The demographics of orientation aides

Next fall, nearly 200 neon-wearing Orientation Aides will help welcome and acclimate new students to campus life at the College of William and Mary. More likely than not, the students wearing the bright yellow shirts will be members of social fraternities or sororities.

According to data from the selected group of OAs for Fall 2014, approximately 75 percent of students chosen to serve as OAs are also members of social fraternities or sororities at the College. This number is similar to the number of Greek students in last year’s group of selected OAs. In Fall 2013, approximately 77 percent of OAs were members of Greek organizations. Additionally, eight of the ten Orientation Area Directors who will oversee OA staff for Fall Orientation 2014  are also members of Greek organizations.

Comparatively, about 27-30 percent of the College’s student body is comprised of members of Greek life on campus, Graduate Assistant for Fraternity and Sorority Life Meghan Holton said.

Director of First Year Experience Lauren Garrett said there could be various reasons to explain the overlap between Greek-affiliated students and Orientation Aides.

“I think within any organization — Greek or not — you’re going to have people who talk about their experiences. … I think what we see with many of our organizations that sort of have that legacy of involvement is that you have numbers who talk about it, who talk about their really great experience and really encourage their members to participate,” Garrett said.

Orientation Area Director Meghan Sheehan ’15 agreed, saying she promoted her experience of serving as an OA to the members of organizations with which she is involved.


Sheehan, a member of the Gamma Kappa Chapter of Kappa Kappa Gamma sorority at the College, said she views the number of students involved in both Greek life and the orientation process as a reflection of students’ interests.

“OAs in general are very involved on campus and people in Greek life are very involved on campus, so you kind of have this large portion of people who want to be super involved,” Sheehan said. “If someone is Greek, they probably want to get out there and have this type [of] personality where they really want to meet new students and give them a sense of the school and everything. I think it’s more of an overlap of interests more than anything else.”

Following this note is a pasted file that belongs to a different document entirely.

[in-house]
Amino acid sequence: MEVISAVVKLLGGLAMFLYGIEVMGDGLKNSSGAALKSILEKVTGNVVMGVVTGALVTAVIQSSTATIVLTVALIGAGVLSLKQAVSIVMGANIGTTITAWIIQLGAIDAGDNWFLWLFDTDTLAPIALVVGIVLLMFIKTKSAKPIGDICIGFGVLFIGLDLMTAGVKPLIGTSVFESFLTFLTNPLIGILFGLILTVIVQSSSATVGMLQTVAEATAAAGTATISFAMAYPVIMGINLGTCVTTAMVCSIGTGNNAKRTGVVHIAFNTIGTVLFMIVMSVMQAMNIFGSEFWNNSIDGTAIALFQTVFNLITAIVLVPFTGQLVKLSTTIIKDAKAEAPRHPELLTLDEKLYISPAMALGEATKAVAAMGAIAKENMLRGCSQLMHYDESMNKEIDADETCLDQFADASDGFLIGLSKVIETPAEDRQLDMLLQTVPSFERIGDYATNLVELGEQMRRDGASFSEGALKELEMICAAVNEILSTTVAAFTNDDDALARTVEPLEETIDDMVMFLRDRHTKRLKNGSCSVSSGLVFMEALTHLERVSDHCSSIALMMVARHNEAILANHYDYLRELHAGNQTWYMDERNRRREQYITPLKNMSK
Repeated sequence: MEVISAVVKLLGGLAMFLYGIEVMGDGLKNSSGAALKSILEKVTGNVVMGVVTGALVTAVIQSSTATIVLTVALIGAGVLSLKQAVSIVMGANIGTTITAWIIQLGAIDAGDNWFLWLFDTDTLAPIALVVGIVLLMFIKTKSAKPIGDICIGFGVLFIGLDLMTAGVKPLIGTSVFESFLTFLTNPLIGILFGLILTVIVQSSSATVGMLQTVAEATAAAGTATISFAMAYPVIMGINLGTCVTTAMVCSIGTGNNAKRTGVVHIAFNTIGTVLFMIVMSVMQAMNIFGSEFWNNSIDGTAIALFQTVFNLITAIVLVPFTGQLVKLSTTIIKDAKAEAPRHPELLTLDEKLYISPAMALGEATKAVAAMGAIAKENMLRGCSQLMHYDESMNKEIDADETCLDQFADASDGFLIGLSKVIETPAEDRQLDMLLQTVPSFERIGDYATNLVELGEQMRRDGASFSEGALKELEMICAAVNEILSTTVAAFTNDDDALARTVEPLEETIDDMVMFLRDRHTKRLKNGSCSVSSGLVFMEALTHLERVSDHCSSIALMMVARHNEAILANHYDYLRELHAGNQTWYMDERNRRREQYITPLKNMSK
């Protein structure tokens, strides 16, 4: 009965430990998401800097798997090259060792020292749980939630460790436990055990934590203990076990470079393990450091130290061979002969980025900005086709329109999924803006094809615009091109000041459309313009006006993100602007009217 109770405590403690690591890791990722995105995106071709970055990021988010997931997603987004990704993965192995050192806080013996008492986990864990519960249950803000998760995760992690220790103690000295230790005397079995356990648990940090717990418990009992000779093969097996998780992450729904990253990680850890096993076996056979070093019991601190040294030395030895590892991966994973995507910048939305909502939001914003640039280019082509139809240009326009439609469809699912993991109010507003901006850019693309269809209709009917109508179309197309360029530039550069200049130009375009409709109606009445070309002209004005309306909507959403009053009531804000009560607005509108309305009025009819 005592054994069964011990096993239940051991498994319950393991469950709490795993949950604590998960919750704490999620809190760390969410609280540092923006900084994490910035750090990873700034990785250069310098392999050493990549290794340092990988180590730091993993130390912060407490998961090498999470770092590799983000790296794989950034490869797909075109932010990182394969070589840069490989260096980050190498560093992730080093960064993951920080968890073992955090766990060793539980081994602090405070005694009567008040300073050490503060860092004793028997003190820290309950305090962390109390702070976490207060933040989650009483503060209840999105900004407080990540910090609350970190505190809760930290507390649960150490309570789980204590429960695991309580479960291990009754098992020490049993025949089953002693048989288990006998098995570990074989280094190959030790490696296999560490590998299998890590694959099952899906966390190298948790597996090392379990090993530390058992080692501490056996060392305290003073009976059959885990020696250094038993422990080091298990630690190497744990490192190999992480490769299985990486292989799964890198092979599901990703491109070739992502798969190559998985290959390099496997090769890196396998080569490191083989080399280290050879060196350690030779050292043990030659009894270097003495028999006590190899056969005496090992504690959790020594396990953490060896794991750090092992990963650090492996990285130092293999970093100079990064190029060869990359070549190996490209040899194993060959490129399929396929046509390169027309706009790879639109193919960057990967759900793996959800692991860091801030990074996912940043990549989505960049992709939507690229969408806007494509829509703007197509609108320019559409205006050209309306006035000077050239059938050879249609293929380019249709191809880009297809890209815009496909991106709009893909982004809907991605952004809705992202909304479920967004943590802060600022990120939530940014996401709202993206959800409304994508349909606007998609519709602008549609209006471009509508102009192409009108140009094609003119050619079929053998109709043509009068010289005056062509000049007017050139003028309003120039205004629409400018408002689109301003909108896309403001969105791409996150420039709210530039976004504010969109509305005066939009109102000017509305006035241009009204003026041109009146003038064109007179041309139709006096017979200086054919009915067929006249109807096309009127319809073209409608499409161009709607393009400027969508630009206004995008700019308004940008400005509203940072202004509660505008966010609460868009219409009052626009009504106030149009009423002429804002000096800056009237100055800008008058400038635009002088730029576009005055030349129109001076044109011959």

Sheehan, who is also a tour guide, said that she also sees an overlap between tour guides and Orientation Aides. Garrett added that many Orientation Aides also tend to be involved in community service activities on campus.

Garrett said the selection process for the College’s Orientation Aides is extremely competitive: 435 students applied this spring to fill 100 available OA spots, after returning OAs were selected in the fall.

OA applicants who have not previously served as Orientation Aides complete a written application process, followed by two rounds of interviews, which the OADs conduct.

Prospective OAs list their involvement with campus organizations on their applications, but Sheehan and fellow Orientation Area Director Mary Beth Berg ’15 said that organization affiliations are not taken into account in the application or interviews.

“I guess a large percentage of it is Greek, but when it comes down to it, I honestly don’t know, as someone who hired them — I literally hired these people — I don’t know who’s Greek and who’s not,” Sheehan said.

Garrett and Sheehan both mentioned that the First Year Experience department and OADs advertise widely across campus in encouraging students to apply to become OAs. Using campus-wide emails, fliers and advertisements in Student Happenings, the advertising campaign begins in January.